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  6. “where the lord of the manor chooses which of his peasants or serfs are reliable enough to be granted a plot”: really? Where did it operate like that? (In England the serf’s right to his plot became hereditary, though he had to pay a fee on inheriting it from his father.)

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  7. The great blog Armarium Magnum (http://armariummagnus.blogspot.co.uk/) is right that this the idea of Dark Ages as holes in technological progress, can easily be simplifed to what TIm O’Neill dubs “the stupidest thing on the internet” – http://www.nobeliefs.com/images/DarkAges.gif

    Still, there are differences in rates of technological advance.

    The thing with infusions of barbarians is that it seems probable that Italy didn’t really change much, genetically, or Greece. So, how could an infusion of genes change the situation there? Some selected allele perhaps, but it’s pretty detached from general ancestry if so (so not that persuasive a story).

    One story which does seem possible to me is that the breakdown of selective conditions for “intelligence” and technological ability probably occurs (or preceeds) the onset of Dark Ages.

    However, things are quick to move back to the equilibrium of where they should be, once conditions are correct. Under the much less Malthusian conditions of a Dark Age (both from the perspective of the technological and subsistence frontier), selective pressure for ability is higher, so things even out.

    (Whether all this is of “genes and cultures (or of cultures alone if these are the only vehicles“)

    Talking about post-Dark Ages renaissances may be a lot like talking about post-Black Death population booms. Essentially, how could it be anything else? Eventually, conditions change, and things move back to match the curve, and there’s more room for growth and selection under the less Malthusian conditions, so they happen quickly.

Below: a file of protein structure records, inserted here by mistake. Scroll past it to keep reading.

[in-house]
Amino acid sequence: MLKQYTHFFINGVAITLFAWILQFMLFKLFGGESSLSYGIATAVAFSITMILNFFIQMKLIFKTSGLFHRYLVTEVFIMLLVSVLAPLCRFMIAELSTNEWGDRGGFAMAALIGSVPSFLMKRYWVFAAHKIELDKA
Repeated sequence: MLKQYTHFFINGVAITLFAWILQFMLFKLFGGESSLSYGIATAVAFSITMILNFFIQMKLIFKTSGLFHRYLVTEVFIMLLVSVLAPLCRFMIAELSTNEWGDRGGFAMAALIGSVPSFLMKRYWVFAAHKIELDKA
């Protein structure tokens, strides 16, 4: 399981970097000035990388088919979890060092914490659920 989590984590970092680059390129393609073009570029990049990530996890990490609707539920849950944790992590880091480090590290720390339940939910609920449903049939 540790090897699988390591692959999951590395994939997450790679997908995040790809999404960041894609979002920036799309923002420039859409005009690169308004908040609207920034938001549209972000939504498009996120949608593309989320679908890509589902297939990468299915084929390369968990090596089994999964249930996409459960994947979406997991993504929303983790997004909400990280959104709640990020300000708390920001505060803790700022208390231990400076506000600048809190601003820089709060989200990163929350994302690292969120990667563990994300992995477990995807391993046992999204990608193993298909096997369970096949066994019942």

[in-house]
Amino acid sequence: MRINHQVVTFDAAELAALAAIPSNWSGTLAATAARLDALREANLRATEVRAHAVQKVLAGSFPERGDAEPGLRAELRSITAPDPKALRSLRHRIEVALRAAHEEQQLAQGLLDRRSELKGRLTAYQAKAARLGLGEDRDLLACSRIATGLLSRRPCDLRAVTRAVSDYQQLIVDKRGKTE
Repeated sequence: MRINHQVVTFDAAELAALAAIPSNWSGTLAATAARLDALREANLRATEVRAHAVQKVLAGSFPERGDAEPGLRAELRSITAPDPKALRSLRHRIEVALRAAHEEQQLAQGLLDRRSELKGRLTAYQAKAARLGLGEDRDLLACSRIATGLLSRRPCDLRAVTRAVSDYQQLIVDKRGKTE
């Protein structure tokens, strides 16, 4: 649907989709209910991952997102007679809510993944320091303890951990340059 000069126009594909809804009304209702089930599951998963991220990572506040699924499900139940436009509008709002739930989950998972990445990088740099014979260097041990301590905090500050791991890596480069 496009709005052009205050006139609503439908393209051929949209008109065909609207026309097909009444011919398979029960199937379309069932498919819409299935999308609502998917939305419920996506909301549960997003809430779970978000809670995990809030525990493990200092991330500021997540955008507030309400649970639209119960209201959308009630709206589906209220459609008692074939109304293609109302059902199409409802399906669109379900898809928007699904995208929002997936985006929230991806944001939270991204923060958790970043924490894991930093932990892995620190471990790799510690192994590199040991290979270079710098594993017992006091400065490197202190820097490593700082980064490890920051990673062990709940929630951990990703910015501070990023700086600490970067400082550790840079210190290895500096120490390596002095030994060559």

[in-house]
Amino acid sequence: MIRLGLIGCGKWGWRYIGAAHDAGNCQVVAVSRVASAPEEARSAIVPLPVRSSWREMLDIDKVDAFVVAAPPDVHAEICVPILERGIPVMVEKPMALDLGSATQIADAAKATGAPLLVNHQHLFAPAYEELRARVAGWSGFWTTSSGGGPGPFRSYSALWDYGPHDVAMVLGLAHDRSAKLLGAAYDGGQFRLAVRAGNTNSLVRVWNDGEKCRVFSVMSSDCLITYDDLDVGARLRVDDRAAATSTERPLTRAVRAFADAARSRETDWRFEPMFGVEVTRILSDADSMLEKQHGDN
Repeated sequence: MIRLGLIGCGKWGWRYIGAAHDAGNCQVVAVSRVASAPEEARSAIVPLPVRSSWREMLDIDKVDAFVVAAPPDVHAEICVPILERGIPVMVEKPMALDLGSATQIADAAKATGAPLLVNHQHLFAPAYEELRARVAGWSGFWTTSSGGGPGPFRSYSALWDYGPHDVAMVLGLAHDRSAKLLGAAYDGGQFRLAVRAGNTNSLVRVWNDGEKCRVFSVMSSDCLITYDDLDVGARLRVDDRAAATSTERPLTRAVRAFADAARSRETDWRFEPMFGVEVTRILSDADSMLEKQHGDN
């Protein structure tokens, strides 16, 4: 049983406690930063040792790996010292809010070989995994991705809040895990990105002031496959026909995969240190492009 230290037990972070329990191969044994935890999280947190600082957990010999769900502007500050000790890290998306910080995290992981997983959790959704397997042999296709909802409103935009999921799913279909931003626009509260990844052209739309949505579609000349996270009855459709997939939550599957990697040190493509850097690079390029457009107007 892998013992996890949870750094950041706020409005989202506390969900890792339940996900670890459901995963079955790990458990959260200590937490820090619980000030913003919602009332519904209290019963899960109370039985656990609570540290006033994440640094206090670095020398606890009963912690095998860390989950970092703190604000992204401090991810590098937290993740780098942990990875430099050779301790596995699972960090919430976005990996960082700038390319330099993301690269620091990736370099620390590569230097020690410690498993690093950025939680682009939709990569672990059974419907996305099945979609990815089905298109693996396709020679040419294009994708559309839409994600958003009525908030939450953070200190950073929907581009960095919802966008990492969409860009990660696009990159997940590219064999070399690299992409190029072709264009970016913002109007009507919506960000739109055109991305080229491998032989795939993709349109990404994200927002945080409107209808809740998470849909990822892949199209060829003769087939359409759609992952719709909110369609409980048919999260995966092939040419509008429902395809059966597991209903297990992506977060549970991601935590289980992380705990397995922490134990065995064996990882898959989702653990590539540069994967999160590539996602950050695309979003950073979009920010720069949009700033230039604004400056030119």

Take East Asia. Would it have done better with a Dark Age? Probably not. The only distinction in progress (certainly the only one in favor of the West), between the East and West is the 18th century – 19th century Great Divergence, Scientific Revolution and Industrial Revolution (which is sui generis). And that really can’t be placed under a Dark Ages-Renaissance cause and effect, like the the Renaissance of the 12th century and the Renaissance with the pretty pictures can.

    Also correct me if I’m wrong, but the Classical Greeks and Medieval Renaissance Europeans were not, exactly, known for technological innovation. They advanced a lot, yet Classical Greece and Renaissance Europe to the extent they advanced technologically (for which the evidence is rather circumspect when we compared their advancement in the humanities), scientifically, were mainly about rediscovery that was lost during a dark age and sideloading of technology from other cultures that hadn’t declined (e.g. the civilization of Islam). Not *actually* doing anything *new*.

    Can we really talk about them doing anything new or being psychologically open to novelty and risk in these situations? The world of the Renaissance surely was much less open minded than Hamilton’s age, an age in which any glimmer of barbarism was slight, if at all present. Outbreeding might help explain the open knowledge sharing society of our age, perhaps (I doubt it somewhat), yet it seems to have preciously little to do with barbarian invasions if so.

    The Islamic Golden Age, I guess, could be a counterexample. There’s no real Dark Age there though. And IIRC a post by Psuedoerasmus (?) indicated that there wasn’t really anything too unusual about the Islamic Renaissance, considering the scale and scope of the societies it ruled over, and the people brought together.